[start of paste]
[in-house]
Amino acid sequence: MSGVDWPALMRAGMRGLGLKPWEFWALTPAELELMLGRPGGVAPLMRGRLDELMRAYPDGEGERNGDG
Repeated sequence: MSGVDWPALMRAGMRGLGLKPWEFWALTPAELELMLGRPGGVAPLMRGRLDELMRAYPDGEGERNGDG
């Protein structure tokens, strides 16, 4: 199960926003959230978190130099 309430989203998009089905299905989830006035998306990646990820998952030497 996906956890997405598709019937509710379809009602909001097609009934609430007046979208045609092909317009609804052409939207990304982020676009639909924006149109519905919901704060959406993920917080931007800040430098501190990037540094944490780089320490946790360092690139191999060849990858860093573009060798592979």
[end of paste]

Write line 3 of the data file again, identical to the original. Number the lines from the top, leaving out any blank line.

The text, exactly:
Repeated sequence: MSGVDWPALMRAGMRGLGLKPWEFWALTPAELELMLGRPGGVAPLMRGRLDELMRAYPDGEGERNGDG